Tuesday, August 07, 2001

School, parents settle on curriculum

By Scott Wartman
Enquirer Contributor

        FLORENCE — The Ockerman Middle School Council and concerned parents of seventh- and eight-grade students reached a compromise on a proposed curriculum change Monday.

        The old proposal, which would have taken effect this fall, called for full year of science courses in seventh grade and a full year of social studies in eighth grade.

        It was designed to match curriculum with state testing. Kentucky students are tested in science in seventh grade and in social studies in eighth.

        Many parents at the Boone County school, however, had concerns about focusing on one subject for a whole year and about current eight-graders being caught in the transition.

        In the compromise, the first semester of seventh grade will have two classes in science and the second semester two classes in social studies. In eighth grade, it reverses: two social studies classes the first semester and two science classes second.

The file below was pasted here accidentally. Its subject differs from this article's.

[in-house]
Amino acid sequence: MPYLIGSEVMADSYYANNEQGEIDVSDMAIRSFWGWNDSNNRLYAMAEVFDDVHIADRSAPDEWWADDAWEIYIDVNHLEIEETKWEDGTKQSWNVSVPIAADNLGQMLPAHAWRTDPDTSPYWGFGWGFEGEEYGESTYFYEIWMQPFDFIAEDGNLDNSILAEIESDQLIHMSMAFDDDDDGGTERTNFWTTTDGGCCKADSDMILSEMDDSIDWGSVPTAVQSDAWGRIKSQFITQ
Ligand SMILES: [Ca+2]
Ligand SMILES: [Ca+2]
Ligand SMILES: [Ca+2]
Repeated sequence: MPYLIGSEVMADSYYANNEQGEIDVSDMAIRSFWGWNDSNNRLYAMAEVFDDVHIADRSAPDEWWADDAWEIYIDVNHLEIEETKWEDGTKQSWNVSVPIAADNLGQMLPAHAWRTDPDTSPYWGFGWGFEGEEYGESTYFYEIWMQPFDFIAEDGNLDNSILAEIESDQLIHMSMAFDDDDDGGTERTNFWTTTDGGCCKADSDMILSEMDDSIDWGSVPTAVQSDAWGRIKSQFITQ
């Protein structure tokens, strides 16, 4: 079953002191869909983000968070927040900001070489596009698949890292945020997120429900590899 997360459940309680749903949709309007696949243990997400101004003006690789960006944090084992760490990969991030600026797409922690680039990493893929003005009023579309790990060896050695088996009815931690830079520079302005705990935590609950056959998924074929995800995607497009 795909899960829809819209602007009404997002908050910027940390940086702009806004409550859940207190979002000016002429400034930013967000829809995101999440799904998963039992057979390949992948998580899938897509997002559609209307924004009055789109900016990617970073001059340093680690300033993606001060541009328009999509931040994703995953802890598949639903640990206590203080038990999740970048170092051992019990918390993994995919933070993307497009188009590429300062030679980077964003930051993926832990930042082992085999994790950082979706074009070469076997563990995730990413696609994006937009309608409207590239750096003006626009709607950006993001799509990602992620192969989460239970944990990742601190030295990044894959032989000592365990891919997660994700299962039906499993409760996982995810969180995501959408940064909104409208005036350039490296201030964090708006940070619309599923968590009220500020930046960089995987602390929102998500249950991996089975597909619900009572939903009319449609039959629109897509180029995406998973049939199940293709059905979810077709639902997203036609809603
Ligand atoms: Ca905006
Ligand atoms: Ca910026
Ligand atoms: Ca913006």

Ockerman Principal Mel Carroll said focusing intensely on a subject will boost test scores — and funding for the school.

        “Let there be no mistakes about it,” Carroll said. “Test scores are driving how schools run and are how the state holds schools accountable.”

        At Monday's meeting, more than 20 parents expressed distaste for the original proposal and said they thought children were being short-changed.

        “I think science is very important to my daughter,” said Mike Grogan, father of an eighth-grader. “Over the course of time, as a child grows, their maturity level grows, and so does their retention level. I think they should have a continuing opportunity to experience these subjects each year.”

        Richard Ingraham, a school council member and Ockerman Middle School teacher, argued that focusing on one subject, which he called “immersion learning,” can be helpful in retention and be an effective way of teaching.

        Parents also said they were angry at how little notice they were given of the changes. School starts in a week.

        “We should have addressed this in the spring,” Mr. Carroll said. “It was an oversight.”

        The five council members — Mr. Carroll, two teachers and two parents — passed the compromise unanimously.


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